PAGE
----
Patriotism Aids Development: Tapping into Diaspora Bonds

With the current economic recession, the debt crisis and market risks, the World Bank has advised countries to consider diaspora bonds in order to facilitate capital flow and funnel money for international development initiatives. Essentially, diaspora bonds are utilized by countries (or private sectors companies) as an instrument of debt to raise capital from overseas citizens. Citizens of the state who live outside of the birth country and in more prosperous countries are welcome to buy bonds and invest in funding capacity building projects. Thus, capital is pooled from the support of a network of “patriotic” diasporas to aid development endeavors such as bridge building, and extensive road networks.

In the past, countries such as Israel and India have been more successful in their utilization of diaspora bonds to reinvigorate the development finance sector. Countries such as Bangladesh, Colombia, El Salvador, Ghana, Greece, Italy, India, Ireland, Jamaica, Kenya, Mexico, Morocco, Nepal, Nigeria, Pakistan, Philippines, Romania, Senegal, South Korea, South Africa, Spain, Sri Lanka, Uganda, Zambia, and Zimbabwe are in the process of deliberating on different ways to engage with development financial tools such as diaspora bonds to fund the country’s development programs.

Each country is case specific and has sought out different strategies to incorporate diaspora bonds into their development trajectory. For example, the Greek government has high hopes that emigrants of wealthier developed countries will reinvest in Greece through the purchasing of their diaspora bonds. The vast amount of financial resources collectively saved by migrants is not at all a small figure. In fact, migrants from developing countries who settle in countries with higher GDPs have amassed a total of $400 billion. Much of this capital resource is highly coveted by financiers and investors who understand the important implications of the funds, and realize that the current financial climate is in dire need of additional monetary resources.

Ethiopia is one case where the pros and cons of diaspora bonds are scrutinized and assessed. Ethiopia’s first attempt at marketing diaspora bonds was advertised as the Millennium Corporate Bonds, which ultimately did not meet expectations because of slow sales, high risk, low future earning potential, and political risk factors. However, recently Ethiopia reintroduced a diaspora bond by renaming it the “Renaissance Dam Bond.” These bond investments will eventually be used to aid the building of Africa’s largest hydroelectric dam. Once the second round of bond sales are underway, the chances of successful sales will be much higher for the following reasons: the government has pledged to take a more active role in promoting the sales of these diaspora bonds; the bond’s minimum denomination of $50 dollars will increase the number of sales; the bond is transferable and can be used as collateral; and finally the Commercial Bank of Ethiopia will cover the cost of remittance fees. These additions may provide  just enough support for Ethiopian diaspora bonds to become a marketable development investment venture.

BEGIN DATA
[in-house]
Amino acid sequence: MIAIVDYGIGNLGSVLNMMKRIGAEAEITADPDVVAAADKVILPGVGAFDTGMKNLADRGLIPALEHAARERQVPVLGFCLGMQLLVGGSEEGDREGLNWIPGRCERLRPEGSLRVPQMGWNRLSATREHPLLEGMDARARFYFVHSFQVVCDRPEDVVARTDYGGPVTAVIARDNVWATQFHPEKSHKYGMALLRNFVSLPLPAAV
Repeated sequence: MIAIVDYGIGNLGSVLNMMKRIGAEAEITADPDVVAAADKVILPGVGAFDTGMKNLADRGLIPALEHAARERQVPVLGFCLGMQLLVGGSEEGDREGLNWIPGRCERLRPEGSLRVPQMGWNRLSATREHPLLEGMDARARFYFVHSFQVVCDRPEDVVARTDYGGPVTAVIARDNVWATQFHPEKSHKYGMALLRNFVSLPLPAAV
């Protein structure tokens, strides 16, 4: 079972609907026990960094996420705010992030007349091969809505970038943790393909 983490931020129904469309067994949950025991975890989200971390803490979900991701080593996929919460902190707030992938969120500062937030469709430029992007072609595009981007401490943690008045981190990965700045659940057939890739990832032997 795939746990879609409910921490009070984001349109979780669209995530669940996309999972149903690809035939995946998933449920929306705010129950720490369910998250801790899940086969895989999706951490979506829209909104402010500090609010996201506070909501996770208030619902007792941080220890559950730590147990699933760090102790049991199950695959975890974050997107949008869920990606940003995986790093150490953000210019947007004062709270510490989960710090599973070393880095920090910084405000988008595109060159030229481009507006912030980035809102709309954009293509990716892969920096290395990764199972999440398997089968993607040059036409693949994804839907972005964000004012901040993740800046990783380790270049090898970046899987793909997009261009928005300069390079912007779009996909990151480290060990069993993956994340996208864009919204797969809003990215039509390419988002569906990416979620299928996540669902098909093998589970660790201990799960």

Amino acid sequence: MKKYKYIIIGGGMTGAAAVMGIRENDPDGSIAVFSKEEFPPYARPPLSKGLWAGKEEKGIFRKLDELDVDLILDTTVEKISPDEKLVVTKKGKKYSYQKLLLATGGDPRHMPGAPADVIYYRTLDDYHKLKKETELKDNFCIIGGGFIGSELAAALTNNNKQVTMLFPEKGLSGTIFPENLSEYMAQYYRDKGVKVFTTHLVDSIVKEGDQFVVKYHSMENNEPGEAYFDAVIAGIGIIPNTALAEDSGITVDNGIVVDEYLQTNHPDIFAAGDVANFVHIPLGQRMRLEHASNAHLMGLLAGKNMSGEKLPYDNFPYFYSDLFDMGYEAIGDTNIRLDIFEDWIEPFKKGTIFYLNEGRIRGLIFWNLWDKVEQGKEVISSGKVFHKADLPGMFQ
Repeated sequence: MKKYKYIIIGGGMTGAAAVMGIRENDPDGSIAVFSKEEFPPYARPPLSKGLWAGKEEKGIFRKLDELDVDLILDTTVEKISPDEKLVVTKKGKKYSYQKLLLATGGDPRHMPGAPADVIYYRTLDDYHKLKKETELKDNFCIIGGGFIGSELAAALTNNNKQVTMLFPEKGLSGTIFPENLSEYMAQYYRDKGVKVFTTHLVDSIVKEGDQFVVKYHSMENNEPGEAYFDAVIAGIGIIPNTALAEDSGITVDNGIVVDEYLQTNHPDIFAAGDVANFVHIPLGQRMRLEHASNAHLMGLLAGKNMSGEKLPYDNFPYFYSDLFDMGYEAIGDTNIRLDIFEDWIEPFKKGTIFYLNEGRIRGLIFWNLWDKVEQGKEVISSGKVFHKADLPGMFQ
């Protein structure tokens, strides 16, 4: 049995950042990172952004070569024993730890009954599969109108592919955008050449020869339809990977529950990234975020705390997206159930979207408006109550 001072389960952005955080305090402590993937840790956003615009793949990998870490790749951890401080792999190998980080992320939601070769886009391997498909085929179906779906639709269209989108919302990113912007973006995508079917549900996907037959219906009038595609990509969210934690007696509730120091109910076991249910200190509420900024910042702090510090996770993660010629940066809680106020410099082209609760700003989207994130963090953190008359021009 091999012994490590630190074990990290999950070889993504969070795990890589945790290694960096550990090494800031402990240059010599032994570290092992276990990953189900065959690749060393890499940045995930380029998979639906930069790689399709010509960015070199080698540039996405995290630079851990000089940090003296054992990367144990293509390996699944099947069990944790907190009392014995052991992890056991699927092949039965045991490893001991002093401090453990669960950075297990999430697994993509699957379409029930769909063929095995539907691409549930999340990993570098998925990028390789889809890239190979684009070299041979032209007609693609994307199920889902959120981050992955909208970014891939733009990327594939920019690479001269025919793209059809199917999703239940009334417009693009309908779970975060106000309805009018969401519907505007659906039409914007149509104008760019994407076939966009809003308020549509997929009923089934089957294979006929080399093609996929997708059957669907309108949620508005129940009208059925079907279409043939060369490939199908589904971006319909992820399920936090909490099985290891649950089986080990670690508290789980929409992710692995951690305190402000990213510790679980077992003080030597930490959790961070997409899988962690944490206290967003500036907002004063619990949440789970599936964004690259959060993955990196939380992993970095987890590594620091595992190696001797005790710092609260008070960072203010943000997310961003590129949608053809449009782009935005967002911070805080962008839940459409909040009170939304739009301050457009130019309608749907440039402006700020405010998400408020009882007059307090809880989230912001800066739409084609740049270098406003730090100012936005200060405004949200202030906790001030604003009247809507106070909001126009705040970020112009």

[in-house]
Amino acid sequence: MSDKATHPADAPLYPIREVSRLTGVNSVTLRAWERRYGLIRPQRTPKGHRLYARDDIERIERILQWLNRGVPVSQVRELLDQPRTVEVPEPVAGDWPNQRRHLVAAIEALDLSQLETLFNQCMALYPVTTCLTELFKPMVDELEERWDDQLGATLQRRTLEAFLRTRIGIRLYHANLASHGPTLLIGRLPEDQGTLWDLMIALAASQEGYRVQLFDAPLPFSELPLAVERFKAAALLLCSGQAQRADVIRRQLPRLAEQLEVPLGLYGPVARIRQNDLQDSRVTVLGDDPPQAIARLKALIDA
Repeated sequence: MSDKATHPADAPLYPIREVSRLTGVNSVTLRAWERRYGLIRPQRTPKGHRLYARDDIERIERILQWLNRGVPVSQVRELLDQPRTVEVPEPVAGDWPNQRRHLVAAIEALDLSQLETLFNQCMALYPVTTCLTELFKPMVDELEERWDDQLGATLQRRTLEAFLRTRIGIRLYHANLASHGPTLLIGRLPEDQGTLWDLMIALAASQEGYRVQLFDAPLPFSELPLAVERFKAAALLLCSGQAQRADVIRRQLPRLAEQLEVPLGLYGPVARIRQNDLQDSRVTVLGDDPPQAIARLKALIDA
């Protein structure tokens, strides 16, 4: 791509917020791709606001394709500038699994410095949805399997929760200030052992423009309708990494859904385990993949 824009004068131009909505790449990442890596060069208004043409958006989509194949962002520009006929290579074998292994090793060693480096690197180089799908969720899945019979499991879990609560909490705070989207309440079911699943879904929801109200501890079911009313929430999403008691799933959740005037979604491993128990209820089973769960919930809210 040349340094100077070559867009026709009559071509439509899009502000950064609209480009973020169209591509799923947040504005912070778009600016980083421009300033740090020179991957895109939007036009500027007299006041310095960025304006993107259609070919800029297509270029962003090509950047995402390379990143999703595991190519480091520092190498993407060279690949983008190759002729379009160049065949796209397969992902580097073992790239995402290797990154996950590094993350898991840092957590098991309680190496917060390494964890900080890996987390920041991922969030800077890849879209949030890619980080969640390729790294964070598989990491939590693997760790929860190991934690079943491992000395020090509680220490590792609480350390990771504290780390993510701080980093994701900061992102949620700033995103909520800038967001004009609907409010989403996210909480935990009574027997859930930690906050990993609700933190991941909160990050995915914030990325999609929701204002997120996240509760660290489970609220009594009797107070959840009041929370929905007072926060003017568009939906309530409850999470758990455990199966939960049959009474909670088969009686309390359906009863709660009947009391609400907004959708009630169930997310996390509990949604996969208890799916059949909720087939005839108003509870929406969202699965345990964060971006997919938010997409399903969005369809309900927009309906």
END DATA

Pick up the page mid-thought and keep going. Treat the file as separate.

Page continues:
Similarly for Nepal, the first round of diaspora bond financing launched in 2009, known as the “Foreign Employment Bond,” was unsuccessful due to a host of issues: lack of publicity, limited targeting, unattractive interest rate for potential buyers, and commissions percentage was too high. Nonetheless, the Nepalese government has decided to continue issuing the bonds in 2011 by marketing to a larger number of countries, increasing publicity, and allowing a longer window of sales opportunity. These modifications resulted in improved sales, proving that policy adjustments can make a significant impact in a government’s ability to raise the much needed capital from abroad.

Africa, too, is hungry for greater development investments in every sector from technology to agriculture. Many African  governments are actively pursuing diaspora bonds in order to float new development projects. As mentioned in the New York Times article, “To Help Africa, Sell Diaspora Bonds,” a total of 23 million African migrants around the world have a pooled annual savings of $30 billion. The development sector is in need of extra capital and the diaspora bond market is selling the bonds in small denominations, from $100 to $1000, which allows more potential investors to buy diaspora bonds.

More exploration needs to be probed into understanding why there was such a strong uptake in Israel and India and not so much in the case of Ethiopia (initial efforts were hampered by a number of factors). Intuitively strong national identification will propel people to invest in their mother country, but a critical question is how to improve future diaspora bond sales and have investment become successful across the board.

Packaged as diaspora bonds, the strong ties and national patriotism to communities abroad could be an effective solution to current capital shortages in many developing countries.


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